When is the right time to sterilise my pets?

When is the right time to sterilise my pets is question all new pet owners should be asking themselves. Not if. There is no doubt that sterilisation is essential for your pet’s health and longevity, however, some pets can be sterilised before others.

Unfortunately, too many of us rely on social media to guide us into making these important decisions. Don’t. Most of these ‘opinions’ are ignorant of the latest science and we would always recommend that you chat with your vet first.

Here’s what the newest research says:

When is the right time to sterilise?

Don’t let this question lead you to believe that sterilisation is an option. The overwhelming evidence still concurs that ALL animals should be sterilised. They live longer, happier lives, and sterilisation prevents a number of potentially deadly diseases.

The pros of sterilisation

  1. Dogs that are spayed and neutered do not wander the neighbourhood in search of mates as they do when they’re unsterilised, so there is less chance of them being attacked by an angry neighbour or another dog.
  2. Cats and dogs that get into fights can be seriously injured requiring expensive veterinary care. They may even die.
  3. Dogs and cats that wander the neighbourhood during mating season are also at increased risk of being hit by cars.
  4. Feline Immunodeficiency Virus (FIV), or Feline Aids, is becoming a bigger and bigger threat to our cats and even though it does not cause immediate death, it does lead to a shortening of life. The two main ways of transmitting the disease is through mating and fighting. By sterilisation you reduce the risk dramatically because you decrease the risk of fighting and roaming.
  5. Feline Leukaemia Virus (FeLV) is a highly contagious disease. Through sterilisation, you decrease the number of cats roaming a neighbourhood and thus decrease the risk of FeLV being passed on.
  6. By sterilising your cat, you decrease the incidence of uterine and mammary carcinoma (cancer). Unspayed cats are 3 times more likely to get mammary cancer than spayed cats.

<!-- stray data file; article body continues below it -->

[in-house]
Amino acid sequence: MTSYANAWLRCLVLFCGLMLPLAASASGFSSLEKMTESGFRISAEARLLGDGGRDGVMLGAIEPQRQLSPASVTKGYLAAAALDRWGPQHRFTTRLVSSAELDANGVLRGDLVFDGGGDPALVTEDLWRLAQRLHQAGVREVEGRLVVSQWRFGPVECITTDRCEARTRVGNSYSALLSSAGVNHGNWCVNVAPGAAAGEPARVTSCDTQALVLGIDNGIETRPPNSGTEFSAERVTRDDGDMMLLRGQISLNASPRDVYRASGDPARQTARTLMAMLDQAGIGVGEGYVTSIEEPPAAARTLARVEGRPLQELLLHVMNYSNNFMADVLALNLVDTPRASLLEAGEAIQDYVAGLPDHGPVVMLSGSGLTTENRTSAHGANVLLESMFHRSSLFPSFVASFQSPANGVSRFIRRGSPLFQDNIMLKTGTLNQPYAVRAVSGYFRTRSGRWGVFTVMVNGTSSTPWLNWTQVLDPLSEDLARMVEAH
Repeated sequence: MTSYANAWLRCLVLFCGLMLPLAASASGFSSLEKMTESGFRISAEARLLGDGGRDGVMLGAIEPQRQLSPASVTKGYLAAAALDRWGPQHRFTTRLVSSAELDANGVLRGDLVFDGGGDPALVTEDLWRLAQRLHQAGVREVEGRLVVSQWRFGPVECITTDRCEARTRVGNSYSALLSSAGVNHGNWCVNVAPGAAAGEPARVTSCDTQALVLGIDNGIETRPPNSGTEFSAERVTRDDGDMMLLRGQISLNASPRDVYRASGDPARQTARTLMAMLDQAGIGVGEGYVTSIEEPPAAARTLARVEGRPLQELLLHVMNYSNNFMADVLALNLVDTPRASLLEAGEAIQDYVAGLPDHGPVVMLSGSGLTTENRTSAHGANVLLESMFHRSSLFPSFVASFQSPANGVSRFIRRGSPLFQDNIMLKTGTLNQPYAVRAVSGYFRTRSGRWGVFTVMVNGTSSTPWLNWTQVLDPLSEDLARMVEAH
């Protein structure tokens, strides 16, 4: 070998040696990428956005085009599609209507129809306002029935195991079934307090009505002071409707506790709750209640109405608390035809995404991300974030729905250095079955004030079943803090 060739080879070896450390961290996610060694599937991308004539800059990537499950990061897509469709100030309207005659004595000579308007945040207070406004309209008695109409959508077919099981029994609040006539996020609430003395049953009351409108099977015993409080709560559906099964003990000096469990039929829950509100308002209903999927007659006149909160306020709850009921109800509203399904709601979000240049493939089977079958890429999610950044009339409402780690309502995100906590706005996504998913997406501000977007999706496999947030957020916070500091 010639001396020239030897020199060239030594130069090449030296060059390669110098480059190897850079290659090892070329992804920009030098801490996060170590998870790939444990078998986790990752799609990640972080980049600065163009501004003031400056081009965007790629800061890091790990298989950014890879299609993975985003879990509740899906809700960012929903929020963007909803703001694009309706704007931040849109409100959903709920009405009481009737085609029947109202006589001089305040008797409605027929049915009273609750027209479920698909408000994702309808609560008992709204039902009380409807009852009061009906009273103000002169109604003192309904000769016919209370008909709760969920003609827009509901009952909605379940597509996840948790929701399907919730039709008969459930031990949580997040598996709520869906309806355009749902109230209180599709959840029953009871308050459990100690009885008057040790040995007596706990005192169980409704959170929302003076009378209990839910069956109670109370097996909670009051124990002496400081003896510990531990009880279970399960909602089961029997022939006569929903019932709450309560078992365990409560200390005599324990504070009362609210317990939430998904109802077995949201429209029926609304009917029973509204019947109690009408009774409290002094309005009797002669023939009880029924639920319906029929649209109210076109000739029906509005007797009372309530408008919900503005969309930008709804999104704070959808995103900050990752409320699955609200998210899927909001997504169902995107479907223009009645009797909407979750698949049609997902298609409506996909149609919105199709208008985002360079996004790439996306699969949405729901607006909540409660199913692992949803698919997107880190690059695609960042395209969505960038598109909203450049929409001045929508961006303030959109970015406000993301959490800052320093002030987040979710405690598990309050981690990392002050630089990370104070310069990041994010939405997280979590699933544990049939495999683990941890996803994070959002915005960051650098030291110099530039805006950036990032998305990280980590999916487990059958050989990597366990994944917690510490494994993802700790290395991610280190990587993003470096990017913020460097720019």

7. Sterilisation prevents a dog from getting deadly diseases like pyometra (an infection of the uterus), prostate and testicular cancer.
  8. Sterilisation prevents unwanted litters that result in many thousands of dogs and cats being euthanased in shelters every year.It is quite clear from the above that spaying is beneficial – of that there is no doubt. However, new evidence suggests that the timing of sterilisation is important. We used to recommend sterilisation at 6 months of age, and this still holds true for the majority of dog breeds. But there are a few, select breeds that we now know should be spayed a little later.

mammary cancer tumour

Before we go there though, an important thing to remember is that the worst possible thing that can happen to a female dog is to have a litter of puppies before she is a year old. This is devastating to skeletal development and can result is long-lasting problems. So, before deciding to let her have a heat cycle, ensure that:

  1. You can prevent her from being mated and inadvertently getting pregnant with the associated dire consequences.
  2. You can handle her being on heat, with the mess and fuss that comes with it.

When is the right time to sterilise dogs?

Female dogs that should be spayed after 6 months of age:

Between 6 and 11 months Between 11 and 23 months At least 23 months old
Australian cattle dog x
Border collie x
Boxer x
Cocker spaniel x
Collie x
Doberman x
English springer x
German Shepherd x
Labrador x
Rottweiler X
Saint Bernard x
Shetland sheepdog X
Shih Tzu x

 

In 23 dog breeds (Australian Shepherd, Beagle, Bernese Mountain dog, Boston terrier, Bulldog, Cavalier King Charles, Chihuahua, Corgi, Dachshund, Great Dane, Irish Wolf Hound, Jack Russel Terrier, Maltese, Miniature Schnauzer, Pomeranian, Toy Poodle, Miniature Poodle, Standard Poodle, Pug, West Highland White and Yorkshire Terrier) there was no detrimental effects on skeletal development, nor an increased risk of cancer development found if spayed at any particular time. Therefore, spaying at or before 6 months for these breeds are still recommended.

Male dogs that should be castrated later than 6 months are:

Between 6 and 11 months Between 11 and 23 months At least 23 months old
Beagle x
Bernese Mountain Dog X
Border Collie X
Boston Terrier X
Boxer X
Cocker Spaniel X
Corgi X
German Shepherd X
Golden Retriever X
Irish Wolfhound X
Labrador X
Poodle (miniature) X
Poodle (standard) X
Rottweiler x

 

In 20 breeds (Australian Cattle Dog, Australian Shepherd, Bernese Mountain dog, Bulldog, Cavalier King Charles Spaniel, Chihuahua, Collie, Dachshund, English Springer Spaniel, Great Dane, Jack Russell Terrier, Maltese, Miniature Schnauzer, Pomeranian, Toy Poodle, Pug, Saint Bernard, Shetland Sheepdog, Shih Tzu, West Highland White Terrier and Yorkshire Terrier) there was no detrimental effect on skeletal development, nor an increased risk of cancer development found if castrated at any particular time. Therefore, neutering at or before 6 months for these breeds is still recommended.

It is important to note that these guidelines are in fact only that, guidelines. And many other factors may need to be taken into account when making the final decision on when to sterilise.

We recommend and encourage that you have this discussion with your vet so that all the pros and cons are carefully considered in order to determine the optimal time for sterilisation. This way you will be making the best decision for your pet based on current medical knowledge, and not on what Dr Google, breeders or your friends tell you.

Department of Health COVID-19 updates available at www.sacoronavirus.co.za

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